With polls showing Scotland set to reject independence in a referendum in less than three months, Prime Minister David Cameron’s team is turning its focus to delivering a “No” vote big enough to kill the question.
They are now confident of victory in the Sept. 18 ballot for the “Better Together” campaign to keep the U.K. intact, according to a prime ministerial aide who asked not to be named because Downing Street’s strategy is private. The push now is to keep the “Yes” vote below 40 percent, which Cameron’s camp sees as the threshold for ending the question of Scottish independence, the aide said.
“If the polls showing a double-digit lead for the ‘No’ campaign are right, then the debate is more or less over,” Anthony Wells, of polling company YouGov Plc, said in an interview.
Cameron joined Queen Elizabeth II in Scotland today at the launch ceremony for an aircraft carrier named in her honor. The ship, the Royal Navy’s largest ever, was assembled at the Rosyth Dockyard, near Edinburgh, from pieces built across the U.K., and the event was redolent with reminders of Scotland’s place in more than three centuries of U.K. history.
The carrier contract -- a partnership of BAE Systems Plc (BA/), Babcock International Group Plc (BAB) and the U.K. unit of Thales SA (HO) with Britain’s Ministry of Defence -- is held out by anti-independence campaigners as an example of the ways Scotland benefits from being in the U.K. Britain has the world’s fifth-largest defense budget, and No campaigners say spending in Scotland would probably fall following a Yes vote. A second ship is still being built at the yard.
‘Proud to be British’
“Fantastic -- it makes you proud to be British,” Cameron told reporters.
When pictures of Alex Salmond, whose Scottish National Party heads the devolved government in Edinburgh and called the independence vote, appeared on a large screen at the ceremony, there was some booing from dock workers and their families. As the ceremony ended, they joined the Royal Marines in shouting three cheers for the queen.
“There were a lot of Union Jacks, and not a Saltire in sight,” Business Minister Michael Fallon observed, referring to the flags of the U.K. and Scotland.
Polls suggest that the Yes campaign has failed to persuade voters. A YouGov Plc survey this week found 54 percent of respondents said they planned to reject independence, against 35 percent who said they were in favor. Forty-three percent said they’d be financially worse off in an independent Scotland, while 17 percent said they’d be better off. YouGov questioned 1,206 adults in Scotland June 25-29. No margin of error was given.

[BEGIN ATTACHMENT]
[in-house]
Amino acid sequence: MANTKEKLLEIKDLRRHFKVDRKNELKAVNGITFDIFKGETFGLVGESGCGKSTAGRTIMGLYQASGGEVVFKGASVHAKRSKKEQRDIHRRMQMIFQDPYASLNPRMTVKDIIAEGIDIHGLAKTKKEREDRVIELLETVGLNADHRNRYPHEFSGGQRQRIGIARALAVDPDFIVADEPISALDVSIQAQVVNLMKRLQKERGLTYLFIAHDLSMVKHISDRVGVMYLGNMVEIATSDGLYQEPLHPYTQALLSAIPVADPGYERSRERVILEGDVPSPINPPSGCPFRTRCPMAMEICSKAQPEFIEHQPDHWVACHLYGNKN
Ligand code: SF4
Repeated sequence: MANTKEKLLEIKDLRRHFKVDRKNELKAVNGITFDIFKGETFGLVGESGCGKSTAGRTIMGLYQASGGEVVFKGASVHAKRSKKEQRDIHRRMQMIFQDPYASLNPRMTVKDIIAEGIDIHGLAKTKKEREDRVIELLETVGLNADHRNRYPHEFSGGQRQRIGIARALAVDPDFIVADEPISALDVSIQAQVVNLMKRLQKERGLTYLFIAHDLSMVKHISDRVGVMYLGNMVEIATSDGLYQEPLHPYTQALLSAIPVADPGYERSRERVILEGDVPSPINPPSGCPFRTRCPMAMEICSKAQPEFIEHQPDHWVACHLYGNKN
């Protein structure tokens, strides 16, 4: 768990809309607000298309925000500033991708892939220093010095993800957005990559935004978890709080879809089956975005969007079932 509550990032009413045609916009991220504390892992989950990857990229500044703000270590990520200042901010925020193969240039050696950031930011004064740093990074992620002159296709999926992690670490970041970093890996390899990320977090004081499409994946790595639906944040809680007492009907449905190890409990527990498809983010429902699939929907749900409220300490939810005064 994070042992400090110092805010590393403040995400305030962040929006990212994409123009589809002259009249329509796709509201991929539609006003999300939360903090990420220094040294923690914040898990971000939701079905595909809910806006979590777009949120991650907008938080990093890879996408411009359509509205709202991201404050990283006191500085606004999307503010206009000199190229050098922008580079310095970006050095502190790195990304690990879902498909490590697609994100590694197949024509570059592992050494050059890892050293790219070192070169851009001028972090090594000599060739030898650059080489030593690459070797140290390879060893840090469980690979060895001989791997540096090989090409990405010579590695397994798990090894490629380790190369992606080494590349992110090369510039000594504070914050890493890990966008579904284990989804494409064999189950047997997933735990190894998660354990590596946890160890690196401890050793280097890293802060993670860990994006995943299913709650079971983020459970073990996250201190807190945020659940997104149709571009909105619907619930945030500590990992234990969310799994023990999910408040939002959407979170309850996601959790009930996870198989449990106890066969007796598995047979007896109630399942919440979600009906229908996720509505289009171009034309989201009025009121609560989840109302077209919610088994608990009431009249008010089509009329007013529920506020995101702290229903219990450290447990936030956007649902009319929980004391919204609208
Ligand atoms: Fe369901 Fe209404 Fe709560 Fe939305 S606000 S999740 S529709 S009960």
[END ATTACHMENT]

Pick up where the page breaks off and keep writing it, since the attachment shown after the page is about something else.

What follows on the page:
While other polls have shown narrower leads for the No camp, not one survey this year has put Yes ahead. Even so, most polls still show enough undecided voters to sway the result either way.
“The referendum has made the U.K. government sit up and take notice of Scotland,” Salmond’s deputy, Nicola Sturgeon, said in a statement. “The only way to avoid the situation where we get ignored again post-September is to vote Yes and take responsibility for Scotland’s vast resources, for the benefit of our cities and indeed communities the length and breadth of Scotland.”
The SNP may see a poll bounce following a No vote, as the public feels a surge of regret for a missed opportunity, according to the Cameron aide.
Even if voters reject independence, No campaigners say they fear that a narrow victory will lead to a “neverendum,” where the independence question is brought back to the table by the SNP.
“My own view is that there will be no appetite among the Scottish public for endless constitutional debate,” Gregg McClymont, a lawmaker for the opposition Labour Party, which also campaigns against independence, said in a phone interview. “Remember the polls show between a quarter and a third of the public don’t even want more powers devolved to the Scottish Parliament. They’re happy with the status quo.”
Today’s ceremony at Rosyth featured a mix of Britishness and Scottishness, with a fly-past from the Royal Air Force’s Red Arrows display team and a lone bagpiper playing a lament from the carrier’s flight deck. The British national anthem played. Instead of champagne, the queen broke a bottle of Bowmore single malt whisky against the side of the ship, to the strains of “Rule, Britannia!”
To contact the reporter on this story: Robert Hutton in Rosyth, Scotland at firstname.lastname@example.org
To contact the editors responsible for this story: Alan Crawford at email@example.com Andrew Atkinson